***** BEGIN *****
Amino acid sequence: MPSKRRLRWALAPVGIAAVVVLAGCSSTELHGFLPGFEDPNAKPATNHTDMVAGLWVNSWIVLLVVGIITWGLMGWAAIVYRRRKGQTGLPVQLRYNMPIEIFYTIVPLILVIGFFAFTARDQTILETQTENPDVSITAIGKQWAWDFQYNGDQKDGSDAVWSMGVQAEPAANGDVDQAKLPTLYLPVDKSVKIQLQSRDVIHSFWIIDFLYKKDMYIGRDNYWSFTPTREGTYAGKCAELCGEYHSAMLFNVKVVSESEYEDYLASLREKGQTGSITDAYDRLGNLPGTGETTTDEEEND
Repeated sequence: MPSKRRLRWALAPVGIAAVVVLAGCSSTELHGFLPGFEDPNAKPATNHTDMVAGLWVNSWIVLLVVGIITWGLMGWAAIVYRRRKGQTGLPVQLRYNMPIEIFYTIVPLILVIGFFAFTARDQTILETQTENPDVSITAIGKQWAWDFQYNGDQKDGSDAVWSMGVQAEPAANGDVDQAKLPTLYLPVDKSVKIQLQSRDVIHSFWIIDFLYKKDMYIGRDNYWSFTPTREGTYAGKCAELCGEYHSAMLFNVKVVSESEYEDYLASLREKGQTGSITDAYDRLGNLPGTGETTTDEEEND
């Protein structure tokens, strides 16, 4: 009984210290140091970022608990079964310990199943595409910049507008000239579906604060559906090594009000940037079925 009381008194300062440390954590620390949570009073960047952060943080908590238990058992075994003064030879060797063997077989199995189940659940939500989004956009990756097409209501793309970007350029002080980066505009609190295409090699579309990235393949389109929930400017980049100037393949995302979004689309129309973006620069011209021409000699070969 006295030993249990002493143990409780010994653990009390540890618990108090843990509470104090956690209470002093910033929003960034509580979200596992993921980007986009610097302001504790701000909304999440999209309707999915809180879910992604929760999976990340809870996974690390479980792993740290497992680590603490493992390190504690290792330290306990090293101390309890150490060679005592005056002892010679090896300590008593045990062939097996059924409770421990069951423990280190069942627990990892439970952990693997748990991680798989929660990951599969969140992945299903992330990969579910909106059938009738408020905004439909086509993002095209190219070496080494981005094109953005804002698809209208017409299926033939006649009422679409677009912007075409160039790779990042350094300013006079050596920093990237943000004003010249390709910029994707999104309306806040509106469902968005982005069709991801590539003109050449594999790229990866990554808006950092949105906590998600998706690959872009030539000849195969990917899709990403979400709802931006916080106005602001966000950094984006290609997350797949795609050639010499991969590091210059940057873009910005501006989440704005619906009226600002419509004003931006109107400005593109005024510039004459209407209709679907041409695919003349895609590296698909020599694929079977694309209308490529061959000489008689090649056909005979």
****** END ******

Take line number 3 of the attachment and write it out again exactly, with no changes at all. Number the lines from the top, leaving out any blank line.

């Protein structure tokens, strides 16, 4: 009984210290140091970022608990079964310990199943595409910049507008000239579906604060559906090594009000940037079925 009381008194300062440390954590620390949570009073960047952060943080908590238990058992075994003064030879060797063997077989199995189940659940939500989004956009990756097409209501793309970007350029002080980066505009609190295409090699579309990235393949389109929930400017980049100037393949995302979004689309129309973006620069011209021409000699070969 006295030993249990002493143990409780010994653990009390540890618990108090843990509470104090956690209470002093910033929003960034509580979200596992993921980007986009610097302001504790701000909304999440999209309707999915809180879910992604929760999976990340809870996974690390479980792993740290497992680590603490493992390190504690290792330290306990090293101390309890150490060679005592005056002892010679090896300590008593045990062939097996059924409770421990069951423990280190069942627990990892439970952990693997748990991680798989929660990951599969969140992945299903992330990969579910909106059938009738408020905004439909086509993002095209190219070496080494981005094109953005804002698809209208017409299926033939006649009422679409677009912007075409160039790779990042350094300013006079050596920093990237943000004003010249390709910029994707999104309306806040509106469902968005982005069709991801590539003109050449594999790229990866990554808006950092949105906590998600998706690959872009030539000849195969990917899709990403979400709802931006916080106005602001966000950094984006290609997350797949795609050639010499991969590091210059940057873009910005501006989440704005619906009226600002419509004003931006109107400005593109005024510039004459209407209709679907041409695919003349895609590296698909020599694929079977694309209308490529061959000489008689090649056909005979």